The impact of traumatic events first responders are exposed to can have significant consequences on their mental health, including post-traumatic stress disorder (PTSD). There are various treatment options for PTSD, and one of the most successful is cognitive processing therapy (CPT).
What Is Cognitive Processing Therapy?
Cognitive processing therapy is a form of cognitive-behavioral therapy that focuses on identifying how thought patterns relate to life experiences. By challenging unhelpful thoughts and correcting those that may get in the way of healing, CPT helps people re-evaluate their experiences with self-compassion. Processing life events in a safe setting and disputing underlying beliefs can heal and encourage greater peace.
Developed in the 1980s, CPT is a 12-session, structured treatment model initially used to treat sexual assault victims. It starts with education about the treatment and what to expect. Therapists then ask their clients to write about the impact of their trauma and share in follow-up sessions. CPT is effective for a variety of treatment needs, including:
- Combat veterans
- PTSD survivors
- Torture victims
- Abuse victims
- Panic disorder
Cognitive Processing Therapy for PTSD
First responders and others with PTSD can benefit from CPT. One study showed that 69% of first responders do not get enough time to recover after a traumatic event before having to go out on another call. This can result in overwhelmed, multi-trauma lifestyles in which first responders struggle with their emotional health and are still trying to keep up with the demands of work. When traumatic events occur, the aftermath can cause ongoing psychological and physical challenges such as:
- Sleep disturbances
- Intrusive thoughts
- Mood dysregulation
- Feeling on-edge or startling easily
- Concentration problems
PTSD can impact relationships, work life and one’s ability to cope. Cognitive processing therapy can help by sharing underlying thoughts and feelings that may contribute to these symptoms. It can help people develop a new framework for their experiences and learn new ways of thinking about their symptoms.
Cognitive Processing Therapy for Alcohol Abuse and Drug Addiction
When left untreated, people who have experienced trauma may resort to alcohol or drug use to escape the discomfort. Substance use may temporarily disconnect a person from their thoughts and feelings but lead to greater problems in the long term.
A recent study estimated that 50% of male firefighters have engaged in binge drinking or heavy alcohol use in the prior month. Female firefighters in the study reported binge drinking at a rate of 39.5%. Addiction rates are often higher for people on the front lines of traumatic events, such as police officers, EMTs, firefighters and EMS workers.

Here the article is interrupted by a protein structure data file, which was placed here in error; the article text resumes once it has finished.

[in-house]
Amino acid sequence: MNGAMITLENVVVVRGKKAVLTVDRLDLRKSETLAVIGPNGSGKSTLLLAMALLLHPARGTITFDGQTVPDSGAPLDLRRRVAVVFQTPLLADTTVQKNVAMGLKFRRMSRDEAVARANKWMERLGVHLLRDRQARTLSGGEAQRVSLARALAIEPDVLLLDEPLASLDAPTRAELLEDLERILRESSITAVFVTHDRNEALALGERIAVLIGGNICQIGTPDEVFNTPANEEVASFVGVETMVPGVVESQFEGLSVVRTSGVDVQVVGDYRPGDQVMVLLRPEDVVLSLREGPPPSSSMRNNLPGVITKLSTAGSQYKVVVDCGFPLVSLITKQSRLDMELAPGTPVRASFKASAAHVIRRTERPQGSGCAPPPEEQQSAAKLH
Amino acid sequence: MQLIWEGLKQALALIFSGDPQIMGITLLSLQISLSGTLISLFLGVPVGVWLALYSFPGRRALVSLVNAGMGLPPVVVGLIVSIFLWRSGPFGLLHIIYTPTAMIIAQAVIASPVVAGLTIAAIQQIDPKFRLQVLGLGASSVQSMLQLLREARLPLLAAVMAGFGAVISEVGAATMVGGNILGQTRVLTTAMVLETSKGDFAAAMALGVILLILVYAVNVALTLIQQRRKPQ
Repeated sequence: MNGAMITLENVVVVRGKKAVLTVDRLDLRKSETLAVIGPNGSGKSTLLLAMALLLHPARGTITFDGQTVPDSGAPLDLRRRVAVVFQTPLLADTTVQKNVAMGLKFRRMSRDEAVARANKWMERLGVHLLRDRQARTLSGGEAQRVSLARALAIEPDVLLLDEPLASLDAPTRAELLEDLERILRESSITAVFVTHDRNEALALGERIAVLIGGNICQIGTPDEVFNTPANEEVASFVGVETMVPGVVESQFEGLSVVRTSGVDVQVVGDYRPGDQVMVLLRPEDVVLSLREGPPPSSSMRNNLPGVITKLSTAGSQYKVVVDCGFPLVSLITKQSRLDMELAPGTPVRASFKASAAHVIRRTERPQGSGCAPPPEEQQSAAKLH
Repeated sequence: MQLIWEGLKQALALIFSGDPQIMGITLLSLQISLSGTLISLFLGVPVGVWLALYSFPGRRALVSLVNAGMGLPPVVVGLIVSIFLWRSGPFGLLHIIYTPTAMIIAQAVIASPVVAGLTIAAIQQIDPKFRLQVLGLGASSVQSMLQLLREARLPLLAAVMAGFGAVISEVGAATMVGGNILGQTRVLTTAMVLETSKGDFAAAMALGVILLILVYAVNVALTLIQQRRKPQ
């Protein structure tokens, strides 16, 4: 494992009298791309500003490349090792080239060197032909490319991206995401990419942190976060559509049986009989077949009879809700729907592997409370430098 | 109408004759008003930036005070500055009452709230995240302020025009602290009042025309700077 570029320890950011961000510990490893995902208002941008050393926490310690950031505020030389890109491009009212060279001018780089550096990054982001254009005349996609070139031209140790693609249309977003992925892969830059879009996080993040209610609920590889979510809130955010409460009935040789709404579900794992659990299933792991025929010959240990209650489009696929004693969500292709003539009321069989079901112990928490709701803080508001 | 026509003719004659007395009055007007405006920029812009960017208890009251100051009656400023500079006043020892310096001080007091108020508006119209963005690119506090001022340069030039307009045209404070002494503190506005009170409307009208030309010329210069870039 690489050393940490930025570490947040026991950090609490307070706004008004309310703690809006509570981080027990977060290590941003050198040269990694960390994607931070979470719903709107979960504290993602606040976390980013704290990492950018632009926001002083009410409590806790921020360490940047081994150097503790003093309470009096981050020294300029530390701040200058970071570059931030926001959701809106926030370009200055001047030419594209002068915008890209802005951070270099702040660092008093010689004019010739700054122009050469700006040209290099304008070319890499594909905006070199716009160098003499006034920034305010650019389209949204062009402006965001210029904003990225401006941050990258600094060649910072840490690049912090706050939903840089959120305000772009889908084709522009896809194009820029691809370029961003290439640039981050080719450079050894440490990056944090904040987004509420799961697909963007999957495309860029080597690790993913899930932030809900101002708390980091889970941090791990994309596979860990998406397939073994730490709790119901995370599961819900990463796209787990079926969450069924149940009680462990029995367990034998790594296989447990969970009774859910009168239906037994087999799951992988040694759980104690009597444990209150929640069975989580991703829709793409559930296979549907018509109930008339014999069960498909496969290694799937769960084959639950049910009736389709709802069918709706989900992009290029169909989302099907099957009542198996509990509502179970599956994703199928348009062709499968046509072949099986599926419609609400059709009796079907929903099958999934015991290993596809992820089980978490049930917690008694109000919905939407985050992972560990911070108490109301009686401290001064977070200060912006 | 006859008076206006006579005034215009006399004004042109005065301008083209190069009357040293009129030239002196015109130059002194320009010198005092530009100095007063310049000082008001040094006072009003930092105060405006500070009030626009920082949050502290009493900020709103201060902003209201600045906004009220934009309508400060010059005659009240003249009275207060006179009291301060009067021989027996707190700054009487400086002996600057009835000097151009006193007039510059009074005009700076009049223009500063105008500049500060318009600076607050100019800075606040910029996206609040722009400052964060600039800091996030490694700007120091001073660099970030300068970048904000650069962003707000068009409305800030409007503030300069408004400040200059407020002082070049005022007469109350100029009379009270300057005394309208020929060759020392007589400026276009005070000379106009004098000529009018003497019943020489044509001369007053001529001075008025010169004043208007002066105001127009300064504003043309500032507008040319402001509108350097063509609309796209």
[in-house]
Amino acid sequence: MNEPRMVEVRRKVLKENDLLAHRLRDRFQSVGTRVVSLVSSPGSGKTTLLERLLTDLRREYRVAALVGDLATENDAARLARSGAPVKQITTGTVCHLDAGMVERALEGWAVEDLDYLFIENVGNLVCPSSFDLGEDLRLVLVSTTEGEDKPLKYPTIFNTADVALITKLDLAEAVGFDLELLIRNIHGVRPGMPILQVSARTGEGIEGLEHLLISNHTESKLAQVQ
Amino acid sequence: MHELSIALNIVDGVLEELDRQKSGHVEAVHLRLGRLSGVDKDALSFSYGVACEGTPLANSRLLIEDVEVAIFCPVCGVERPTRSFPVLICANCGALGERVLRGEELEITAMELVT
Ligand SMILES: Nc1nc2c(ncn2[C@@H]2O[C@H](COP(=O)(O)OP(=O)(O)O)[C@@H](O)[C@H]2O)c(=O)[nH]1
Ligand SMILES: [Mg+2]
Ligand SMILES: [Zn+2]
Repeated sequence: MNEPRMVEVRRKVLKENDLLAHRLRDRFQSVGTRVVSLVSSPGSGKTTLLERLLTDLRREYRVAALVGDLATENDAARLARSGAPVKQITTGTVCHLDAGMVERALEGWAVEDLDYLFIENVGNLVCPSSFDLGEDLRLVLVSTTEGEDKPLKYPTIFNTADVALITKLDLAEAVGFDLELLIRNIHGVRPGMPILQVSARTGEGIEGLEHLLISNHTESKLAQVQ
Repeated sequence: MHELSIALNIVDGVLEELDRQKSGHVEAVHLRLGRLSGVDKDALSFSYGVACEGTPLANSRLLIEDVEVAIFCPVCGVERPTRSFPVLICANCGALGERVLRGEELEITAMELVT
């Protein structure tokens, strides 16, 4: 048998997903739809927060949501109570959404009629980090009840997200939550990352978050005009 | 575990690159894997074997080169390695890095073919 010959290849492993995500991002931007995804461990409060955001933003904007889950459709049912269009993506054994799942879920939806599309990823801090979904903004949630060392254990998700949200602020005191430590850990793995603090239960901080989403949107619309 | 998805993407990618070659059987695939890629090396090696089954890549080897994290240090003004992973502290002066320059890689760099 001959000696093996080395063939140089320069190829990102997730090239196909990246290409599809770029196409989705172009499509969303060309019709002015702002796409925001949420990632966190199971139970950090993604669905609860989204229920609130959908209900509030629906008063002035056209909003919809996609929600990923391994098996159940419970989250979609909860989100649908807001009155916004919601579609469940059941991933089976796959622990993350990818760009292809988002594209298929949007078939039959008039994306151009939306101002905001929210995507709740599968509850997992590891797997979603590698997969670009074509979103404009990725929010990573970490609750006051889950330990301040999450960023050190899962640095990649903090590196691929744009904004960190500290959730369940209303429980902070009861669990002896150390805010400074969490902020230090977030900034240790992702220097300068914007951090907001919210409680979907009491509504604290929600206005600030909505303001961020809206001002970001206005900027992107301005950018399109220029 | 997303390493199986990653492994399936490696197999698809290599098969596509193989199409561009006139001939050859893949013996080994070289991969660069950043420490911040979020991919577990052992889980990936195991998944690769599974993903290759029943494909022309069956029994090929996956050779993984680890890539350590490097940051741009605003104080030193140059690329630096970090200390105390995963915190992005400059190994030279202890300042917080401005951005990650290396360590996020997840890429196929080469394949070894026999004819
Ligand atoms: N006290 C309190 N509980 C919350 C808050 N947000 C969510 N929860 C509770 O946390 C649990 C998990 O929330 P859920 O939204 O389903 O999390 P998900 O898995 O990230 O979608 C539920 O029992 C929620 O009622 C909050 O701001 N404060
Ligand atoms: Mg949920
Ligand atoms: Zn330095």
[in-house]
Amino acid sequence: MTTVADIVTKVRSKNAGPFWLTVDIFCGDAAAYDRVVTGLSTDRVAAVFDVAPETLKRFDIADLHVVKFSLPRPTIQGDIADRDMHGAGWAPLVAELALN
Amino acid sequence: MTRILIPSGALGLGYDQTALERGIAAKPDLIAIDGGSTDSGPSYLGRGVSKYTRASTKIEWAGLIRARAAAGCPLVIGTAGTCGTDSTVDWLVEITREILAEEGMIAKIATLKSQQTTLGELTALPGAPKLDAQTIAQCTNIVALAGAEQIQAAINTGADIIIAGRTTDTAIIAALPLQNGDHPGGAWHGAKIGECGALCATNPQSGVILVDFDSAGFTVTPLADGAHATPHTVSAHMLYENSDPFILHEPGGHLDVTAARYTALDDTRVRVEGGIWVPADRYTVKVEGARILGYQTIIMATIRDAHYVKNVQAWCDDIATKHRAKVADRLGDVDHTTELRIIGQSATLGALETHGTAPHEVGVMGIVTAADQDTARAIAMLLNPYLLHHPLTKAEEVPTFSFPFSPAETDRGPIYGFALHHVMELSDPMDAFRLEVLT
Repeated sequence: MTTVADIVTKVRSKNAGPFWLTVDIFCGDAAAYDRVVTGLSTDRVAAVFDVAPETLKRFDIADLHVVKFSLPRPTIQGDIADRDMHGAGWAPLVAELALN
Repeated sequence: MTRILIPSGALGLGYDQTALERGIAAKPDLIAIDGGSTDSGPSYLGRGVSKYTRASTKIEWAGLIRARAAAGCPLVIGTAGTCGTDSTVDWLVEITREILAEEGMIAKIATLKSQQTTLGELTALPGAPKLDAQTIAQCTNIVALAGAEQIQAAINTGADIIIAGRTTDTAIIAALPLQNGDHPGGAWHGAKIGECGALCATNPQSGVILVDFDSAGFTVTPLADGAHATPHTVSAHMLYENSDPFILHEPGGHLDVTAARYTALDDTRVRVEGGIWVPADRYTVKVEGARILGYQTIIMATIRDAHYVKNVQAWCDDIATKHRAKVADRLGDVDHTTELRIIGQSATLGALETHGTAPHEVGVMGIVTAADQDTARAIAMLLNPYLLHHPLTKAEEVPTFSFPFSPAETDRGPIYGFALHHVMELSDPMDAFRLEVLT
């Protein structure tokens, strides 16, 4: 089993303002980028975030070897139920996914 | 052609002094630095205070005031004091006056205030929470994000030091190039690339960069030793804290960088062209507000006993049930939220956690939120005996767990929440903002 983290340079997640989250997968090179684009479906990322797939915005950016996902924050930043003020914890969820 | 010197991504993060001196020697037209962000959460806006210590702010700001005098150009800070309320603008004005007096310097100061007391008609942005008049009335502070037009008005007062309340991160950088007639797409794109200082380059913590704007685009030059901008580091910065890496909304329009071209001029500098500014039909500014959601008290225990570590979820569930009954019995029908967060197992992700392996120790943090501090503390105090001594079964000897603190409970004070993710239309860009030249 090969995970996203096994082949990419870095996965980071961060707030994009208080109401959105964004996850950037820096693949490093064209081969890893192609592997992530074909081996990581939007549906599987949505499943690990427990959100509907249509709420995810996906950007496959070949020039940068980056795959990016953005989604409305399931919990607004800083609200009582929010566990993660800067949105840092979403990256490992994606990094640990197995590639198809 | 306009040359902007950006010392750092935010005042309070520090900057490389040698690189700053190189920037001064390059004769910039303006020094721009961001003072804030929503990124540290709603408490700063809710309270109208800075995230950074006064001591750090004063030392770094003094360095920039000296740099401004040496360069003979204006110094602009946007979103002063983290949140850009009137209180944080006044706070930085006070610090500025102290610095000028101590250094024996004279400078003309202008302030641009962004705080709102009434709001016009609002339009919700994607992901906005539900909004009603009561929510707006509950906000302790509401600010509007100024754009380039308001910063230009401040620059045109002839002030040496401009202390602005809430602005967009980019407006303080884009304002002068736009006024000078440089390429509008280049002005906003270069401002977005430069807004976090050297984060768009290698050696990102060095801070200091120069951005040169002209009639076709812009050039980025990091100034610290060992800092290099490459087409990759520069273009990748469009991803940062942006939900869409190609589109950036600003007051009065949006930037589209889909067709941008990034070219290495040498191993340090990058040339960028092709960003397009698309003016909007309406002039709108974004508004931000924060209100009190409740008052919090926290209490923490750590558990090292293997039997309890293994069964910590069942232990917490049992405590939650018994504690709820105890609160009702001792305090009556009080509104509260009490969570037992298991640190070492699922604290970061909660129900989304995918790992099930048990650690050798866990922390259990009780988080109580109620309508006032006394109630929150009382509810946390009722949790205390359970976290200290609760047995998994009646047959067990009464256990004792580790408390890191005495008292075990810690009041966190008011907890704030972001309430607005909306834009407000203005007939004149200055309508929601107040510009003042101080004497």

Exposure to trauma can cause so much distress and pain that substance use feels like a necessary escape. Cognitive processing therapy helps people struggling with addiction to address underlying causes, including the thoughts and feelings that may perpetuate use.
CPT Treatment for First Responders
The FORTITUDE program is ready to assist when it comes to helping first responders manage trauma, PTSD, and substance use disorder. This specialty track was developed to meet the specific needs of first responders who have struggled with substance use, trauma and any other co-occurring mental health conditions. With evidenced-based treatment options, including cognitive processing therapy, FORTITUDE can help the following populations:
- Law enforcement
- Fire service members
- Military veterans
- Correctional officers
- Emergency room personnel
There is no need to face addiction or trauma alone. If you or a loved one is a first responder who could use the support of the FORTITUDE program, reach out today.
American Psychological Association. “Cognitive Processing Therapy.”July 31, 2017. Accessed November 7, 2021.
Johns Hopkins Bloomberg School of Public Health. “Cognitive Processing Therapy (CPT).” Accessed November 7, 2021.
U.S. Department of Veteran Affairs. “Cognitive Processing Therapy for PTSD.” National Center for PTSD, January 10, 2020. Accessed November 7, 2021.
National Institute of Mental Health. “What is post-traumatic stress disorder, or PTSD?” 2020. Accessed November 7, 2021.
Substance Abuse and Mental Health Services Administration. “First Responders: Behavioral Health C[…]esponse, and Trauma.” May 2018. Accessed November 7, 2021.
The Recovery Village aims to improve the quality of life for people struggling with a substance use or mental health disorder with fact-based content about the nature of behavioral health conditions, treatment options and their related outcomes. We publish material that is researched, cited, edited and reviewed by licensed medical professionals. The information we provide is not intended to be a substitute for professional medical advice, diagnosis or treatment. It should not be used in place of the advice of your physician or other qualified healthcare provider.